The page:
The Metropolitan Transportation Commission and Association of Bay Area Governments considered July 19 a regional transit and environmental strategy to meet state greenhouse gas reduction requirements, including potential fees or taxes based on miles driven. The plan, which will be adopted by next April, will be part of the sustainable communities strategy required under 2008 legislation (S.B. 375) to integrate transportation, land use, housing, and environmental planning with the state’s climate policies. Forty percent of the area’s GHG emissions are mobile-related. The targets are scheduled to reduce emissions from 2005 levels by 7 percent in 2020 and 15 percent in 2035.

NM Atmospheric Trust Case Proceeds

Judge Sarah Singleton of the New Mexico District Court allowed a climate change lawsuit against the state to move forward July 14. Contrary to a similar case in Texas District Court just days prior, she denied defendants’  motion to dismiss and allowed the atmospheric trust case to proceed on its merits.

CA High Speed Rail

California Governor Jerry Brown (D) signed legislation (S.B. 1029) July 18 authorizing $6.2 billion in funding for the first segment of construction on the state’s high speed rail project. The bill amends the Budget Act of 2012 to provide funding for construction on the Merced to Fresno segment and appropriates money for regional transit upgrades intended to improve integration with the high-speed rail system.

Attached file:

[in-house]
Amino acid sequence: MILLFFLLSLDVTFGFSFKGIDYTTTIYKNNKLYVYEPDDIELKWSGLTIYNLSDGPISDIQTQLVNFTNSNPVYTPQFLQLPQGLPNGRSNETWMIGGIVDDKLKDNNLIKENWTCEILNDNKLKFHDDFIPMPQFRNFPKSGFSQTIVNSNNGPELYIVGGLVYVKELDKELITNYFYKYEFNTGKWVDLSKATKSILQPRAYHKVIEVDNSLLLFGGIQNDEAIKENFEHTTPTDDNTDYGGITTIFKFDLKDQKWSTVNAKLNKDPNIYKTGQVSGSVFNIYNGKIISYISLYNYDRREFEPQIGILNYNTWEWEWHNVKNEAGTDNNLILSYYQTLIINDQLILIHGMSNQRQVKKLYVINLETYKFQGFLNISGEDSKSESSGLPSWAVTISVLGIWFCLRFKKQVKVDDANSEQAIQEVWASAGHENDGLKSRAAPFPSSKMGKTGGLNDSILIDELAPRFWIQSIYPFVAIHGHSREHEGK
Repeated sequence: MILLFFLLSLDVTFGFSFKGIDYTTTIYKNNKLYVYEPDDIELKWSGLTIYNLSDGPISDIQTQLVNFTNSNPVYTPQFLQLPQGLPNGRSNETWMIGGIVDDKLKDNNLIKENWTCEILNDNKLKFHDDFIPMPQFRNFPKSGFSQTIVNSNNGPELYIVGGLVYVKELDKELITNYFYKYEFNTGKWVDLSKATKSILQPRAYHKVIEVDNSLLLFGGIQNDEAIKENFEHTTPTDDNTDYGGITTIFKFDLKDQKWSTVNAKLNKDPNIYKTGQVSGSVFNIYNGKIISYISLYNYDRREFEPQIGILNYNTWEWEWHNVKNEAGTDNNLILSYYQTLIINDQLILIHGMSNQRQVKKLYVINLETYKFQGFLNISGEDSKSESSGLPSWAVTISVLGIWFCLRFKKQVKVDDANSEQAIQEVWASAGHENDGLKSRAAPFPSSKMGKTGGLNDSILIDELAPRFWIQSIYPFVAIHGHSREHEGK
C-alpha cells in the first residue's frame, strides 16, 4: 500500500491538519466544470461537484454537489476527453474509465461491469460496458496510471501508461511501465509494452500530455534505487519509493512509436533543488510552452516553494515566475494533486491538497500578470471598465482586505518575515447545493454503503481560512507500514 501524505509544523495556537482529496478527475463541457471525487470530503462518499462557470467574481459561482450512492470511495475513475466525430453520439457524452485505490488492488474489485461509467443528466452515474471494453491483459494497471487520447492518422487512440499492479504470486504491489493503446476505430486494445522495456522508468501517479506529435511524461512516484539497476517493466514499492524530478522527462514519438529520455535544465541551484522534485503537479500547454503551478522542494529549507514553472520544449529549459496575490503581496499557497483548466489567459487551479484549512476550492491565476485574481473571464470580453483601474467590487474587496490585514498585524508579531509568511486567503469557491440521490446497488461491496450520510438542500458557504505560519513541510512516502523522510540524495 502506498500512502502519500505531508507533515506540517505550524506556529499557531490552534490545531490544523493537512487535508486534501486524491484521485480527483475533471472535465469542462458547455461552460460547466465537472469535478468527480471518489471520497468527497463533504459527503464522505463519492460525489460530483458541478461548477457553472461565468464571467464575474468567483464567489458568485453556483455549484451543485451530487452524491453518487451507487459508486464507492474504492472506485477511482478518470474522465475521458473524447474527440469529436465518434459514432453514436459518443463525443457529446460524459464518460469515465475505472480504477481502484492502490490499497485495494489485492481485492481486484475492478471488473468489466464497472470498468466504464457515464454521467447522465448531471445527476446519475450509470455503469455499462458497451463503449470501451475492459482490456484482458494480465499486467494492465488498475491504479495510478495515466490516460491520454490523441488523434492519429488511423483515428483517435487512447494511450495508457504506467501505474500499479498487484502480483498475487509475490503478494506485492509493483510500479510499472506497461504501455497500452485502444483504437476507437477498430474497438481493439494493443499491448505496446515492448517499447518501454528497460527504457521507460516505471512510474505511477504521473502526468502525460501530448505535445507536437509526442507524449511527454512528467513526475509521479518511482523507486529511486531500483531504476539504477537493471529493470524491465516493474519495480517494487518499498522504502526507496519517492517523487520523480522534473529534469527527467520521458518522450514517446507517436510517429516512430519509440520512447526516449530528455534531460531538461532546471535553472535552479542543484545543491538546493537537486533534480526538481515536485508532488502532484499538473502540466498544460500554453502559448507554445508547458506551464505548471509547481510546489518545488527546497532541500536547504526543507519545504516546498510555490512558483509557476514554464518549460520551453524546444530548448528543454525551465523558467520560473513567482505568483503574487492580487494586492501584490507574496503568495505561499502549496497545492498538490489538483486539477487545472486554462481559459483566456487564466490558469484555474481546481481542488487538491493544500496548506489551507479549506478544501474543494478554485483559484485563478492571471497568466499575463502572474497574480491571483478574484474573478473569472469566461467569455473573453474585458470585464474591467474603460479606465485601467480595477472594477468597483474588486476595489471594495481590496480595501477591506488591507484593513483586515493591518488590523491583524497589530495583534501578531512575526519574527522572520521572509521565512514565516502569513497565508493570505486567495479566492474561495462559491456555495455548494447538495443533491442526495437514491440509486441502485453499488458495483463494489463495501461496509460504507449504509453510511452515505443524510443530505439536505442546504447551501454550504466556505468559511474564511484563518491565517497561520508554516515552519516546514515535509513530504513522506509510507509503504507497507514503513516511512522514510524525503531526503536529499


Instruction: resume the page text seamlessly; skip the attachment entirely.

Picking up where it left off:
APEC to Update Environmental Framework

During a meeting in Khabarovsk, Russia, July 18, environmental officials from Asia Pacific Economic Cooperation counties agreed on a statement on environmental cooperation and protection that addresses green growth, climate change, and cross-boundary air pollution. The document, which names species extinction, deforestation, natural resources depletion, ocean and atmospheric pollution, unsustainable consumption, global climate change, and fresh water supply as key issues, is expected to be adopted in the ministerial meeting in Vladivostok in September.

GHG Overlap from Oil Sands, Normal Crude

Researchers from the Universities of Calgary and Toronto released a report July 13 finding that perceptions that production of transportation fuels from the Alberta oil sands is more greenhouse gas intensive than production from conventional crude are supported by new research, although the opposite can also be true. They found that emissions for both types of production vary widely, depending on individual project operating conditions, technology used, and other factors.

Record High Global CO2 Emissions

The European Commission’s Joint Research Center and the Dutch Environmental Assessment Agency published a report July 18 concluding that global carbon dioxide emissions increased by 3 percent in 2011 to record levels, principally driven by rises in China. The report, The Trends in Global CO2 Emissions: 2012 Report, showed that worldwide energy-consumption-related emissions in 2011 were 34 billion metric tons, up from 33 billion in 2010. Chinese per-capita emissions stand at 7.2 metric tons, only slightly less than the European Union level of 7.5 metric tons, and ahead of a number of EU countries, now produce 29 percent of global emissions.

EU Sequestration